Career in UK

Home to the sixth largest economy in the world and various international business hubs, the UK is the perfect place for ambitious graduates to start their careers. Discover how to join the 32 million people currently working here

The country’s unemployment rate currently stands at a relatively low 4%, and the graduate labour market remains robust and by some measures is as strong as it has been for some time. Competition for graduate jobs is fierce but candidates with the right qualifications, skills and experience stand a good chance of employment.

Language skills are increasingly important, making many foreign nationals desirable candidates. The UK has many international communities, so as a foreign worker you’ll be in good company.

With the UK’s diverse job sectors, good working conditions and numerous employment opportunities, it’s no surprise that it’s a popular destination for international graduates wanting to kick start their careers.

Jobs in the UK

The UK is highly globalised, which means that the job market is competitive. Major industries in the UK include:

    1. accounting, banking and finance
    2. education
    3. engineering
    4. healthcare
    5. marketing
    6. recruitment and HR.


The services sector dominates the UK economy with banking, insurance and business services all key drivers of the country’s growth. Other important industries include metals, chemicals, aerospace, shipbuilding, motor vehicles, food processing, textiles and clothing, design, the arts and electronic and communications equipment.

In recent years there has been a decline in the manufacturing industry, although it’s important to note that this sector still employs a large number of workers.

Graduate schemes are available at many of the UK’s large and multinational companies, in sectors such as:

    1. finance
    2. HR
    3. marketing
    4. retail
    5. sales


To find out more, see graduate schemes.

According to The Guardian UK 300 2019/20, the most popular graduate employers include Google, Cancer Research UK, Amazon, MI6 and GlaxoSmithKline.

More information on particular industries can be found in our job sectors.

Look for job vacancies at:

    1. graduate job search – for the latest graduate schemes, placements and jobs
    2. Guardian Jobs – national news site advertising UK and international jobs
    3. Indeed – job site listing vacancies throughout the UK
    4. Reed – lists vacancies in a range of sectors throughout the UK.


Skills shortages

There are currently a number of shortage occupations, including:

    1. Business services – analysts, market researchers, HR officers
    2. Construction – surveyors, planners and project managers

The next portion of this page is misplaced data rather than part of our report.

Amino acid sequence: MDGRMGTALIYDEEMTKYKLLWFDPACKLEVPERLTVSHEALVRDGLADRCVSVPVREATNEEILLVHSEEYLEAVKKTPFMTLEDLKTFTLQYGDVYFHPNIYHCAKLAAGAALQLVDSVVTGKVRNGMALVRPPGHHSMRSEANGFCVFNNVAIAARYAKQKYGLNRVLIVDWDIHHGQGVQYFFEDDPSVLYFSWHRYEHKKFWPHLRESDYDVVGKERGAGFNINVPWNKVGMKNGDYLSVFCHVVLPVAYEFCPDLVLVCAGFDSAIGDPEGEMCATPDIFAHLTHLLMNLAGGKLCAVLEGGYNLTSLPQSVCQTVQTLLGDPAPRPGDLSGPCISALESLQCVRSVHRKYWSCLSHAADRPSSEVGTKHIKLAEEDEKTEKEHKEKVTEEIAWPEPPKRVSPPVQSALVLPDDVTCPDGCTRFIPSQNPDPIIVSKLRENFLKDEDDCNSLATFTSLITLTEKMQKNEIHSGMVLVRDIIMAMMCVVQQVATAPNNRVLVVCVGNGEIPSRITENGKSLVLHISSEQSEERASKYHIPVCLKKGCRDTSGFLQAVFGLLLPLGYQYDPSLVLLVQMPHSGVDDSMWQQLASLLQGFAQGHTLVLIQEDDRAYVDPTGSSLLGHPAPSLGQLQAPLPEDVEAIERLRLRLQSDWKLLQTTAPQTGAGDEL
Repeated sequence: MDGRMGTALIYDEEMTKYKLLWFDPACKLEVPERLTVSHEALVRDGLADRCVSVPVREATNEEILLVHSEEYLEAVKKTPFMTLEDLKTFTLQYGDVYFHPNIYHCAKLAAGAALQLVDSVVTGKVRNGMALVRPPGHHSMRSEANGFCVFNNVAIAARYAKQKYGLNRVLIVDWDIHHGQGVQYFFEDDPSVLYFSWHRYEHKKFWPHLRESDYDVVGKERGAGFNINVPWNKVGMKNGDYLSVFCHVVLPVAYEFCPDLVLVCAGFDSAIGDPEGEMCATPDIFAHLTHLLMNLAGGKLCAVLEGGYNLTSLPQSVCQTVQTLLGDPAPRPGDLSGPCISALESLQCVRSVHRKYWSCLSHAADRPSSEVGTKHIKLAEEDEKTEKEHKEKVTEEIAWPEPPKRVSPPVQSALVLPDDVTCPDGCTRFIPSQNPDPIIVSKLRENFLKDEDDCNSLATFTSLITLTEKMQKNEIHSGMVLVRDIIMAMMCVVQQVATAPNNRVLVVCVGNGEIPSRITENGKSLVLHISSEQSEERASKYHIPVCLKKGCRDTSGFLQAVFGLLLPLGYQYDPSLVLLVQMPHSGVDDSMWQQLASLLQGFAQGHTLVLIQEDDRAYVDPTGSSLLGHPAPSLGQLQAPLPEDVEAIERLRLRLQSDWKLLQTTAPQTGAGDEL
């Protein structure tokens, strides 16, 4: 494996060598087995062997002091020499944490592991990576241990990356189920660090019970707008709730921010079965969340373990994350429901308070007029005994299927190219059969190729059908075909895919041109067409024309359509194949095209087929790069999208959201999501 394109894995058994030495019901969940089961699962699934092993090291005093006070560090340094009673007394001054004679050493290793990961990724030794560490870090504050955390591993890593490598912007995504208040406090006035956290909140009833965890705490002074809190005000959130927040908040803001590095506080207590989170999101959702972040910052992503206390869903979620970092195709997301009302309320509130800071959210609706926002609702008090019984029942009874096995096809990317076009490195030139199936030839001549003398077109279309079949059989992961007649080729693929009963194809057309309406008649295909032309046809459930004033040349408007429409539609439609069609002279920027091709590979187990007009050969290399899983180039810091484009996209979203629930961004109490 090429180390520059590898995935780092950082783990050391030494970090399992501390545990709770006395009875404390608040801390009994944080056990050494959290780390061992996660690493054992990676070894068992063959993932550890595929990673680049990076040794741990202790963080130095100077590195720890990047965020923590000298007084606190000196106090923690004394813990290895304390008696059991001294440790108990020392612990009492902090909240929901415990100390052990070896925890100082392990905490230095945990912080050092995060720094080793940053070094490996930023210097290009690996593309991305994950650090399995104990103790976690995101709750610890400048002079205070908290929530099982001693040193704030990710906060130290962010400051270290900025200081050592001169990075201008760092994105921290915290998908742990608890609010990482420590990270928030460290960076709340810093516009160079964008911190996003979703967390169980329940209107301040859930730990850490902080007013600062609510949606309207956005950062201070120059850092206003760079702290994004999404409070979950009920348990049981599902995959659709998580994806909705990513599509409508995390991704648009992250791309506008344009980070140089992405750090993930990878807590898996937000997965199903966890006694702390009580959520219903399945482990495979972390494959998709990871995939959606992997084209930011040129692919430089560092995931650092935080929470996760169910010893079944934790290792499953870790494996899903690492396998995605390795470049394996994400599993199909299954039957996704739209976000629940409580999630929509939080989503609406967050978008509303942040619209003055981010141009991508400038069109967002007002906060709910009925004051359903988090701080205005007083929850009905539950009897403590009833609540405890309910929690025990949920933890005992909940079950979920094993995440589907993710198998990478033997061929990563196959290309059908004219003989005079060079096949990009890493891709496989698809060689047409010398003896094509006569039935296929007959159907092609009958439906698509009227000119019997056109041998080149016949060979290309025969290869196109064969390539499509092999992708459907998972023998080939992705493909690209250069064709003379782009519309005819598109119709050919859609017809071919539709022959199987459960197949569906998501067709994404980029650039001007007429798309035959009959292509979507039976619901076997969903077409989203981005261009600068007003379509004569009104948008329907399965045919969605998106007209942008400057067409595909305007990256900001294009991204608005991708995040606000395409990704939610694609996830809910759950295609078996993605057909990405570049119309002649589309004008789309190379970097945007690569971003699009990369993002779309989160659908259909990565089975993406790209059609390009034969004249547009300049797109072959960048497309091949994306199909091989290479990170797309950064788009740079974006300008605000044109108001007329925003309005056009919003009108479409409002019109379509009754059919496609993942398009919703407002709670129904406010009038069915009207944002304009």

3. Education – primary and secondary school teachers (particularly maths teachers)
    4. Engineering – electrical, mechanical and chemical engineers, civil engineers and product and process engineers
    5. Healthcare – nurses, medical radiographers and paediatricians
    6. Hospitality – baristas, chefs
    7. IT – cyber security analysts, SEO marketers, software developers and systems engineers
    8. Social care – counsellors, social workers.


How to get a job in UK ?

In the UK you can apply for most jobs online by sending a short CV and cover letter or by filling out an application form. Where possible, CVs should be no longer than two sides of A4 and cover letters no more than a page. Learn more about writing CVs and cover letters.

Networking is important and many vacancies are filled through word of mouth. Use any pre-existing UK contacts to make enquiries about vacancies and let them know that you’re actively looking for work in the country.

Speculative applications are also welcome and these can be useful when applying to small and medium-sized enterprises (SMEs), as they don’t always advertise vacancies.

Apply for work as early as possible, as many companies have long recruitment processes. Apply in your home country and make the move once you have secured a position.

Due to a high turnover of staff, the hospitality and retail industries often recruit all year round. The creative arts and design sector often recruits in London, while marketing and PR is thriving in cities such as Birmingham and Manchester.

If you’re shortlisted for a job you may have to attend a series of interviews. These could be one-to-one interviews with your potential line manager or panel interviews with managers and HR personnel. Larger companies and graduate schemes often use a mix of psychometric testing, assessment centres and interviews to select successful candidates.


To get a foot in the door of an organisation, many students in the UK look for relevant work experience. Work experience opportunities are available in almost every sector and will vary in length, depending on the organisation. In some cases a placement will be as short as one day; others may last for several months and lead to a permanent position.

Remember that all work experience is valuable and many students are successful in securing a place for several months.

Your university’s international office can help you find and apply for work experience and internships.